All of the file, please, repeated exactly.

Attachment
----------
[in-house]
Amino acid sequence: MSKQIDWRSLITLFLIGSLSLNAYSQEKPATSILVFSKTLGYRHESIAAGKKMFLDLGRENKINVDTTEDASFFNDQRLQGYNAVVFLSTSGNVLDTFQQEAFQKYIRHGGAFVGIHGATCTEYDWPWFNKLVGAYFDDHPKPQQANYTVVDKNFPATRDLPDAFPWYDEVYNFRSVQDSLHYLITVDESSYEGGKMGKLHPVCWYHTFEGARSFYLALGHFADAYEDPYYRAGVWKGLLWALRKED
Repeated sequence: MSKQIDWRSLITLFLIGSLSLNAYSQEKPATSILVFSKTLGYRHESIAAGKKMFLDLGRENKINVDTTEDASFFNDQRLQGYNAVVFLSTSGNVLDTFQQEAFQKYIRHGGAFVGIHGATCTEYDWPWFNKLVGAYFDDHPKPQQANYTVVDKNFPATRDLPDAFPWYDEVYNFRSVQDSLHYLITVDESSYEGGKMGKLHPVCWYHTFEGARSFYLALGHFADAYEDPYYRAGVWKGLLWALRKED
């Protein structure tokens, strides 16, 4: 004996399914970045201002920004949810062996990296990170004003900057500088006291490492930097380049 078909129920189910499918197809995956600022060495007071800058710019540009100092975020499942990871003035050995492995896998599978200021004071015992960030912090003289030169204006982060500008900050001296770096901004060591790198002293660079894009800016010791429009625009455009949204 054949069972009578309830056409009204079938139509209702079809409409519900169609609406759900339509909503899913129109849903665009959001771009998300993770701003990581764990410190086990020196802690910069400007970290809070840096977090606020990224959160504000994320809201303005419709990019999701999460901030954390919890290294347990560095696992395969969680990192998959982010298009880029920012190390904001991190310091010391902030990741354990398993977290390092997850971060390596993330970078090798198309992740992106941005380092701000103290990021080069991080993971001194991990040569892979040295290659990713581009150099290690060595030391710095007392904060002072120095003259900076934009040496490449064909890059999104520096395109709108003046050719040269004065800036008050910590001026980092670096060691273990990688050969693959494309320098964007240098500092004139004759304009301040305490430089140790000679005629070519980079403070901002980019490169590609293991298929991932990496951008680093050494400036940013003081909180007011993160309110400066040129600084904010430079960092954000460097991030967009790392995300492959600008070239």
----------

[in-house]
Amino acid sequence: MSKQIDWRSLITLFLIGSLSLNAYSQEKPATSILVFSKTLGYRHESIAAGKKMFLDLGRENKINVDTTEDASFFNDQRLQGYNAVVFLSTSGNVLDTFQQEAFQKYIRHGGAFVGIHGATCTEYDWPWFNKLVGAYFDDHPKPQQANYTVVDKNFPATRDLPDAFPWYDEVYNFRSVQDSLHYLITVDESSYEGGKMGKLHPVCWYHTFEGARSFYLALGHFADAYEDPYYRAGVWKGLLWALRKED
Repeated sequence: MSKQIDWRSLITLFLIGSLSLNAYSQEKPATSILVFSKTLGYRHESIAAGKKMFLDLGRENKINVDTTEDASFFNDQRLQGYNAVVFLSTSGNVLDTFQQEAFQKYIRHGGAFVGIHGATCTEYDWPWFNKLVGAYFDDHPKPQQANYTVVDKNFPATRDLPDAFPWYDEVYNFRSVQDSLHYLITVDESSYEGGKMGKLHPVCWYHTFEGARSFYLALGHFADAYEDPYYRAGVWKGLLWALRKED
């Protein structure tokens, strides 16, 4: 004996399914970045201002920004949810062996990296990170004003900057500088006291490492930097380049 078909129920189910499918197809995956600022060495007071800058710019540009100092975020499942990871003035050995492995896998599978200021004071015992960030912090003289030169204006982060500008900050001296770096901004060591790198002293660079894009800016010791429009625009455009949204 054949069972009578309830056409009204079938139509209702079809409409519900169609609406759900339509909503899913129109849903665009959001771009998300993770701003990581764990410190086990020196802690910069400007970290809070840096977090606020990224959160504000994320809201303005419709990019999701999460901030954390919890290294347990560095696992395969969680990192998959982010298009880029920012190390904001991190310091010391902030990741354990398993977290390092997850971060390596993330970078090798198309992740992106941005380092701000103290990021080069991080993971001194991990040569892979040295290659990713581009150099290690060595030391710095007392904060002072120095003259900076934009040496490449064909890059999104520096395109709108003046050719040269004065800036008050910590001026980092670096060691273990990688050969693959494309320098964007240098500092004139004759304009301040305490430089140790000679005629070519980079403070901002980019490169590609293991298929991932990496951008680093050494400036940013003081909180007011993160309110400066040129600084904010430079960092954000460097991030967009790392995300492959600008070239």